Lebanese President Amin Gemayel on Saturday traveled to Damascus, where Syrian President Hafez Assad renewed his pledge to help put down a pro-Israeli revolt among Gemayel's fellow Christians, an official Syrian spokesman reported.
The Syrian promise came after almost five hours of meetings between the two presidents. Gemayel and Assad met privately, then were joined by Vice President Abdel-Halim Khaddam, Syria's expert on Lebanon, and Foreign Minister Farouk Shareh.
Assad's spokesman, Jibran Kourieh, said Assad "renewed Syria's pledge to stand firmly supporting the Lebanese legitimacy, especially in efforts to get the Israeli invaders out, and to safeguard Lebanon's unity and integrity."
Kourieh said Assad and Gemayel discussed the "rebellion" in Lebanon, apparently referring to the revolt in the Christian Lebanese Forces militia against Gemayel's pro-Syrian policies.
'The Arab Option'
Before returning to Lebanon on Saturday evening, Gemayel said his government "is committed to the Arab option, reconciliation and liberation of Lebanese occupied lands," according to a Syrian government spokesman.
The state-run Damascus radio said Syria "does not support any Lebanese faction against the other, but rather supports all in their struggle to defend their country and preserve independence. . . . Any faction that deviates from this course and gets involved with Israel will find itself in a confrontation with Syria."
Samir Geagea, leader of the mutiny, has close ties with Israel. In the previous 12 days, men under his command have taken control of most of the Christian areas of Lebanon and have demanded a greater say in government policies.
For four days last week, the Lebanese army fought Lebanese Forces militiamen. A cease-fire was arranged Thursday after a mainly Christian unit of the army was moved into a buffer zone.
Syrian Troops Move Up
Syria has moved troops and armor to the fringes of the area controlled by the Geagea forces, but there have been no confrontations.
Gemayel was forced to fly to Damascus aboard a Middle East Airlines plane because rebel militiamen seized the airstrip north of Beirut where his presidential jet is normally kept, Lebanese officials said.
The official Beirut radio and the Voice of the Nation, a Sunni Muslim station, said Saturday that officials of the Geagea rebellion met in southern Lebanon with Ariel Sharon, an Israeli Cabinet member who, as defense minister in 1982, planned Israel's invasion of Lebanon.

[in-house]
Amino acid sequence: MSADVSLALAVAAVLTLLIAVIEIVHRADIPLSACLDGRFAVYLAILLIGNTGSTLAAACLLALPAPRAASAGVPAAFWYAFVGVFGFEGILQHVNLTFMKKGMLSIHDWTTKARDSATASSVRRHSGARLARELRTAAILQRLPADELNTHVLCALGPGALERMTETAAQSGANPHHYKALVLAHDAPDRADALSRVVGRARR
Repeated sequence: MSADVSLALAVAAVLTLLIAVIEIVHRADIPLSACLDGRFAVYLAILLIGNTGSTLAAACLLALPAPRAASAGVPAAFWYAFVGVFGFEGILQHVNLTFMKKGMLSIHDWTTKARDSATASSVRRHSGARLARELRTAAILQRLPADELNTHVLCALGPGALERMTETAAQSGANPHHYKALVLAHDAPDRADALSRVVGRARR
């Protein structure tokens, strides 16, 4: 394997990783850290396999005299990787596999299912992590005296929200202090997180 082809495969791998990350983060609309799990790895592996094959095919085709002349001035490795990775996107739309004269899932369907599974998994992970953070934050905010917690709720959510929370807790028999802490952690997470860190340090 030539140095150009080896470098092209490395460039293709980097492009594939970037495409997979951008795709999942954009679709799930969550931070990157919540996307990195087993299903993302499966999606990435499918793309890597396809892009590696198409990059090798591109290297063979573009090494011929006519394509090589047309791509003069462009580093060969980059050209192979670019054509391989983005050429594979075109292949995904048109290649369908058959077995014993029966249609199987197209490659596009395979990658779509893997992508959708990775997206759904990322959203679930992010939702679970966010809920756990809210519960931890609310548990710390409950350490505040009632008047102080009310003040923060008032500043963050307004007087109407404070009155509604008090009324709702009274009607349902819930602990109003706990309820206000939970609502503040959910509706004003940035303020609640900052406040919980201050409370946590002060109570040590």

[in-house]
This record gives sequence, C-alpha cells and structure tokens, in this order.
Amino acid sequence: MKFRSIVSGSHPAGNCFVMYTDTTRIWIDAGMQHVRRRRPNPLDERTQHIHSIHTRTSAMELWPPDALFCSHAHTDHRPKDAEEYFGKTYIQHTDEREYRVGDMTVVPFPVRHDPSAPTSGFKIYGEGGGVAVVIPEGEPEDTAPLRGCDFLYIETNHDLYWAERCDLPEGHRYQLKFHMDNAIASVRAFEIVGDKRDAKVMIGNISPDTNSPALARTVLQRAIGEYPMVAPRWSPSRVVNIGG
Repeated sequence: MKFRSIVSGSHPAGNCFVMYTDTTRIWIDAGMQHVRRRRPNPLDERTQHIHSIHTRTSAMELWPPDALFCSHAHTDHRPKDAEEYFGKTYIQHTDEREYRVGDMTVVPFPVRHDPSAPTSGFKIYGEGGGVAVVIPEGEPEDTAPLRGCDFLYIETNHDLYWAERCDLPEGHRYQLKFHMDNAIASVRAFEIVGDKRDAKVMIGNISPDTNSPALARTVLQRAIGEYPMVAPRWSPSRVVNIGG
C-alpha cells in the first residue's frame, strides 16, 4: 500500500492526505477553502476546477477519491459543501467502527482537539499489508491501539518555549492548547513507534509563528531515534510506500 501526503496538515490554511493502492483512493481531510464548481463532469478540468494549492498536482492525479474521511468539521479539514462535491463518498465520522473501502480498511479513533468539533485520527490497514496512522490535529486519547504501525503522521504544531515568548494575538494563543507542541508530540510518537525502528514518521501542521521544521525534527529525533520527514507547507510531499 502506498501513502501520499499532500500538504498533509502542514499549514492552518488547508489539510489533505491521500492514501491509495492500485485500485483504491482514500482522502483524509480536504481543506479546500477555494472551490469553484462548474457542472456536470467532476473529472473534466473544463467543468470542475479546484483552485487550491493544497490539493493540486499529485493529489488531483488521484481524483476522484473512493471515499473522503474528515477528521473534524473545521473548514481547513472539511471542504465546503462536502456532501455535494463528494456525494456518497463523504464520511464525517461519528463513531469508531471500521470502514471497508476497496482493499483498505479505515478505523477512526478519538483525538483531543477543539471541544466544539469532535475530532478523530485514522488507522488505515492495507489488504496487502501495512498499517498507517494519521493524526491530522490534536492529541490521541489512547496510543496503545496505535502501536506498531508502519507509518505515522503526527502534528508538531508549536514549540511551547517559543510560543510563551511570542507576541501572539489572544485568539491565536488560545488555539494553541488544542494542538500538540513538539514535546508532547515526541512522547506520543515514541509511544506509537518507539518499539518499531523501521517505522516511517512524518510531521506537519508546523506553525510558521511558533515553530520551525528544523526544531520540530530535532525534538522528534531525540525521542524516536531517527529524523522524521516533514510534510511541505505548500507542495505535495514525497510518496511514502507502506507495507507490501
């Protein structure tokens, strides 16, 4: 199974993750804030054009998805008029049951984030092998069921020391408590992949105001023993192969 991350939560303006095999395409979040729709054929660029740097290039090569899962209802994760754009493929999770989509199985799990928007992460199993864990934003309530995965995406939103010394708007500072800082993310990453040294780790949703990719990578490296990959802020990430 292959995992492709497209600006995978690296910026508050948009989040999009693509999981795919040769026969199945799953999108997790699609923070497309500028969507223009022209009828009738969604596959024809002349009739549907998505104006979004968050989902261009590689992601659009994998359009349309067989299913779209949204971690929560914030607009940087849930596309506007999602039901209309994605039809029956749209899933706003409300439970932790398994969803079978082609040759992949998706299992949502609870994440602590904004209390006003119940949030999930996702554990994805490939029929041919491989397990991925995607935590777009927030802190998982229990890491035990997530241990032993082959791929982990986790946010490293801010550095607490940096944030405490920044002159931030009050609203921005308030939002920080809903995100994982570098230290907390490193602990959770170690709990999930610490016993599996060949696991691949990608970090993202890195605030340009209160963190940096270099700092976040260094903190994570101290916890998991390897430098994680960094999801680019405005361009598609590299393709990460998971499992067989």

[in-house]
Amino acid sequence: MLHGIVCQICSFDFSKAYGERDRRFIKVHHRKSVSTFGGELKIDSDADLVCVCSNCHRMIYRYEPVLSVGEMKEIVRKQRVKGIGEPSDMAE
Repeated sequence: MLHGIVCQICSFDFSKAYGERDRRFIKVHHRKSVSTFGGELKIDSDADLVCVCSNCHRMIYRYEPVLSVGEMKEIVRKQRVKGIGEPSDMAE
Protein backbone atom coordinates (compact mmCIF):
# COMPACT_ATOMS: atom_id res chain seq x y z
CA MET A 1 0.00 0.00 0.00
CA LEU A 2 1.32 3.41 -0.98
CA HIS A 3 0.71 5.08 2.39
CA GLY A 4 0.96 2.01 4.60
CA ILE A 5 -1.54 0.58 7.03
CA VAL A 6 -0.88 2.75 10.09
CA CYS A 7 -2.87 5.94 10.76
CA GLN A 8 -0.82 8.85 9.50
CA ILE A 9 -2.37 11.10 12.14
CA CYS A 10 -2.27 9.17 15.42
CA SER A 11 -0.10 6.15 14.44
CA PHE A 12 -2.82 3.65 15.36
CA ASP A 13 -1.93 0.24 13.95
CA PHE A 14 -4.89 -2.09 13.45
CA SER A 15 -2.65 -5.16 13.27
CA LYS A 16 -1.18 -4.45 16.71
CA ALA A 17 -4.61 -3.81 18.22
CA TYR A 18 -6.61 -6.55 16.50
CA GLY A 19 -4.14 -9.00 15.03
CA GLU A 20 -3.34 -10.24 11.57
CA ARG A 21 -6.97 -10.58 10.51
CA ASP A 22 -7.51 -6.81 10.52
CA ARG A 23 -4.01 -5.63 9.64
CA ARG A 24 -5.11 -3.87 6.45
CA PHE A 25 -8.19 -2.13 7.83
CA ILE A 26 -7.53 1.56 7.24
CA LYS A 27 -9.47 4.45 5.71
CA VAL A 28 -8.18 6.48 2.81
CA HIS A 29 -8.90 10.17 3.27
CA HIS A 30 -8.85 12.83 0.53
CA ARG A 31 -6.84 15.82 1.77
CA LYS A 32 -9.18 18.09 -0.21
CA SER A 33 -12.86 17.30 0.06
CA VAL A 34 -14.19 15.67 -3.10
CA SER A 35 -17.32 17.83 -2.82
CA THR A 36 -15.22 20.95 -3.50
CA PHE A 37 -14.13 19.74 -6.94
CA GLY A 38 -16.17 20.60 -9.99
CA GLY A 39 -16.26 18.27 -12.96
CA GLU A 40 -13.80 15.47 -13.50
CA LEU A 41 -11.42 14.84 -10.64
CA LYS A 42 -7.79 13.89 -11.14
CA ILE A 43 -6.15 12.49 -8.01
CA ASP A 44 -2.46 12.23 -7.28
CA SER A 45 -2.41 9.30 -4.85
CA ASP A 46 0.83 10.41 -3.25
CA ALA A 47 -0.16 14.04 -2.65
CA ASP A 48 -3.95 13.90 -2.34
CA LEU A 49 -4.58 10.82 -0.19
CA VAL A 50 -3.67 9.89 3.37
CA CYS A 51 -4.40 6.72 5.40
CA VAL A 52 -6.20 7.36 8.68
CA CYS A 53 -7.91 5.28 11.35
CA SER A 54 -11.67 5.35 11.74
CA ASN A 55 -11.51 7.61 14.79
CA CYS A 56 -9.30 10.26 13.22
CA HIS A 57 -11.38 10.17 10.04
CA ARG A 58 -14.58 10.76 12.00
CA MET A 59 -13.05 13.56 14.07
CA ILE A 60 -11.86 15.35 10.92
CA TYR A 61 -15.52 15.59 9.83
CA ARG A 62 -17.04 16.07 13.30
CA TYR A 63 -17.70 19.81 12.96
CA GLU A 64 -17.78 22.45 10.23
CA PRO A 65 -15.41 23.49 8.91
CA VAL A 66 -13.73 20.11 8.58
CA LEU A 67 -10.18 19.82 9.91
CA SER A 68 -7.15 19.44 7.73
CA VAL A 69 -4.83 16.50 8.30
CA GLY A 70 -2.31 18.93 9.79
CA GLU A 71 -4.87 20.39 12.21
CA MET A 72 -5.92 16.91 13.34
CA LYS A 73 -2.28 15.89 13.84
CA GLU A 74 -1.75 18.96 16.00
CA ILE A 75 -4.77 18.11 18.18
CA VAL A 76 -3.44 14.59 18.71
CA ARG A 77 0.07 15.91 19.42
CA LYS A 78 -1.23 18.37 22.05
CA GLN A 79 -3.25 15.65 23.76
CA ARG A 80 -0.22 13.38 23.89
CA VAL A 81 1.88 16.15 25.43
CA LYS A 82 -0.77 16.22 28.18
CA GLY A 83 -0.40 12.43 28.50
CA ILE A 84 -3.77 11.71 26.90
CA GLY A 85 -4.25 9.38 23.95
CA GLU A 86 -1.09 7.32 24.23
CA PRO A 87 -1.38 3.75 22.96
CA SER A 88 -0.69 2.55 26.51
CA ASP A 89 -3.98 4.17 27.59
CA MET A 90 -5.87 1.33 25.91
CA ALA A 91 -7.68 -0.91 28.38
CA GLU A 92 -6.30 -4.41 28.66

Israel radio said Friday that Sharon visited Israeli army camps in Lebanon, but the broadcast did not mention a meeting with the Lebanese Christians, who initially supported the invasion.
In another development, Shia Muslim leader Nabih Berri blamed "Israeli agents" for the recent spate of kidnapings of foreigners in West Beirut.
Denies Muslims Involved
Berri, who is a Lebanese Cabinet minister and also leader of Amal, the largest Shia militia, told a news conference in Beirut that no Muslims were responsible for the disappearance of six Westerners, one of them an American, in the largely Muslim western sector of the capital since March 14.
Those missing are Terry A. Anderson, chief Middle East correspondent for the Associated Press, two Britons and three French Embassy personnel.
"In my opinion, it is a plot with the Israelis to withdraw all the establishments or the embassies from West Beirut," Berri said. "It is a big plot, and today I will open that fight against those people who pretend they are from Islam; and, in my opinion, they are Israeli agents."
Anonymous telephone callers saying they represented the mysterious Islamic Jihad (Islamic Holy War) group have claimed responsibility for abducting all six.